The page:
• The full list of BICEP/Keck publications and data products, especially the BICEP2/Keck Array/Planck joint analysis paper, which uses the results of the multicomponent likelihood analysis that I helped to develop and test.
  • My personal blog from my trip to Antarctica, for an overview of our science and a slice of daily life at the South Pole
  • A public talk on cosmology that I gave with two other graduate students, which places these results in the context of our broader quest to understand the origin and large-scale evolution of the Universe.


Undergraduate Projects
As an undergraduate, I pursued three separate astronomical research projects:

  • Quantifying the effects of noise peaks on two-point correlation functions in ground-based lensing data 
    I developed a new technique to measure the shear peak angular correlation function in existing deep imaging surveys, with applications for future survey data.

    Senior Thesis, Brown University, completed Spring 2012. Adviser: Ian Dell'Antonio.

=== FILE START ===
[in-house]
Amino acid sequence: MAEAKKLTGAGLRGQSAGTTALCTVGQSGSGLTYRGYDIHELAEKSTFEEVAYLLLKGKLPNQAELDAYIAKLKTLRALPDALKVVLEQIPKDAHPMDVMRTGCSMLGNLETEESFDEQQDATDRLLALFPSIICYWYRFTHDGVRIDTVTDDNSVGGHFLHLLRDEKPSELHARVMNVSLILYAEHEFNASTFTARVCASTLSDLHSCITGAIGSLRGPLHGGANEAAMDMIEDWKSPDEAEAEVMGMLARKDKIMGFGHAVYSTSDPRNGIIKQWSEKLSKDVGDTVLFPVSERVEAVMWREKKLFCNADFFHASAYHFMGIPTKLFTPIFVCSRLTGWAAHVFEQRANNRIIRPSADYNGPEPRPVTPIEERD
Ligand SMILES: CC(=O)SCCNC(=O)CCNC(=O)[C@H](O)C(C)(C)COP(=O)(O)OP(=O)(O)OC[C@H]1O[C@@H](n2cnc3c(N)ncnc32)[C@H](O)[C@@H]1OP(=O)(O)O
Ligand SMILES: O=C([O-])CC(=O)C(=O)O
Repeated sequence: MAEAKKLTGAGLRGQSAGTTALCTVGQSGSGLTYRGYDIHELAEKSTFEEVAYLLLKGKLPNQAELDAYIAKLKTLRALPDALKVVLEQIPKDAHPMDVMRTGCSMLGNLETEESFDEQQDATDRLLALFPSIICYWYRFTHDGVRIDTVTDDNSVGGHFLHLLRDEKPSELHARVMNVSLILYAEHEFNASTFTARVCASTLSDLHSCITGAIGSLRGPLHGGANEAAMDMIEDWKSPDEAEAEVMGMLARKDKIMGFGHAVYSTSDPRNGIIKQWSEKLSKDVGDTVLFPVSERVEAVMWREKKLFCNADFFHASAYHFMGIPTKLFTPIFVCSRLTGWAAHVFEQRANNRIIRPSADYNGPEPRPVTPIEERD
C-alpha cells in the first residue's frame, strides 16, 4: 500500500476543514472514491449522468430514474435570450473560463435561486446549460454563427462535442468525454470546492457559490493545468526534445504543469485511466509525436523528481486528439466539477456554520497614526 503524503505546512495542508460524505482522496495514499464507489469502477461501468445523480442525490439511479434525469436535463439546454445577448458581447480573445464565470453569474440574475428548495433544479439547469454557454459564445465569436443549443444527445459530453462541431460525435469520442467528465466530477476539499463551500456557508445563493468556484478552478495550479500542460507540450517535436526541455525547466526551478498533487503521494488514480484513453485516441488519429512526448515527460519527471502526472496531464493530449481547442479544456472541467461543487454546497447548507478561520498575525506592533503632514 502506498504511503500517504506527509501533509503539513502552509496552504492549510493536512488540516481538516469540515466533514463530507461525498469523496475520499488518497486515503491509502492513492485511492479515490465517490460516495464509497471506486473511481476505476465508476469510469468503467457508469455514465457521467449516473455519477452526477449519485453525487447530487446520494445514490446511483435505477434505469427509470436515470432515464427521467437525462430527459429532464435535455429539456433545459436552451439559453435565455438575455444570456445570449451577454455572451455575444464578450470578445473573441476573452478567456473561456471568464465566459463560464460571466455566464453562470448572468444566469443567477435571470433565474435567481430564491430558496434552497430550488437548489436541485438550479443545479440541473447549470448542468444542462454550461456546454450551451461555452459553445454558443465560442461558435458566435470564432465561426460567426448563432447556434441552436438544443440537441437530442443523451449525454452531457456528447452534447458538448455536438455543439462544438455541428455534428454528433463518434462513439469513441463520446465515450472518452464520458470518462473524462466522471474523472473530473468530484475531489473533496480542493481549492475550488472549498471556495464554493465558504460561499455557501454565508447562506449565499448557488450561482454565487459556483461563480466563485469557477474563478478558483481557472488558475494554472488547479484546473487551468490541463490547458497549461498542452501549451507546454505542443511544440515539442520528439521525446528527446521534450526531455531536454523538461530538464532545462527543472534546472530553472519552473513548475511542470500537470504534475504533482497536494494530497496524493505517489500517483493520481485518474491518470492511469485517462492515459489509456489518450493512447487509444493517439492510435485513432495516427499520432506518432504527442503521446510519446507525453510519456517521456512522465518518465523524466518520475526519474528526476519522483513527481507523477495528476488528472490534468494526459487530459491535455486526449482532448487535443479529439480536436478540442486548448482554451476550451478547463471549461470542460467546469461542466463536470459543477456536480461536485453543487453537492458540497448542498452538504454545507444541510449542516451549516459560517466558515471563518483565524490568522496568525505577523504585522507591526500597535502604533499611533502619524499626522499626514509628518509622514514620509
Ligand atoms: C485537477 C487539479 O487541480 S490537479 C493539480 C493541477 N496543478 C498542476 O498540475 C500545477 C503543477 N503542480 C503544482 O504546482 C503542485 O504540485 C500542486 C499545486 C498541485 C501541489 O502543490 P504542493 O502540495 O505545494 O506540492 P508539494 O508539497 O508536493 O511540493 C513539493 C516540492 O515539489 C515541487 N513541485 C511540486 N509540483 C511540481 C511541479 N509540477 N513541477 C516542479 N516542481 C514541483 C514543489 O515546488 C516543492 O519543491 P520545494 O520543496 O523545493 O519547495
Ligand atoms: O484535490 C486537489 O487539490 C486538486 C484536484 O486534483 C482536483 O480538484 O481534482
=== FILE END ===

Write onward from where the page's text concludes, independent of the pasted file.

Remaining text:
Won the Charles H. Smiley Prize for Excellent Contribution to the Astronomy Program.
  • A New Model for the Radio Emission from SN 1994I and an Associated Search for Radio Transients in M51 
    I conducted a search for radio transients in the nearby galaxy M51 using archival VLA observations of supernova 1994I and developed a new model for the supernova radio emission.
    Astronomy REU, Harvard-Smithsonian Center for Astrophysics, Summer 2011. Adviser: Alicia Soderberg.
    First-author publication in ApJ, AAS Poster (Winter 2012).
  • Stellar populations in fossil group galaxies
    I characterized the stellar populations of seven fossil galaxy groups using optical spectra obtained with the WIYN 3.5m telescope to learn more about their star formation histories and understand the origin of any observed AGN activity.

    Astronomy REU, University of Wisconsin-Madison, Summer 2010. Adviser: Eric Wilcots.
    AAS Poster (Winter 2011), Project website.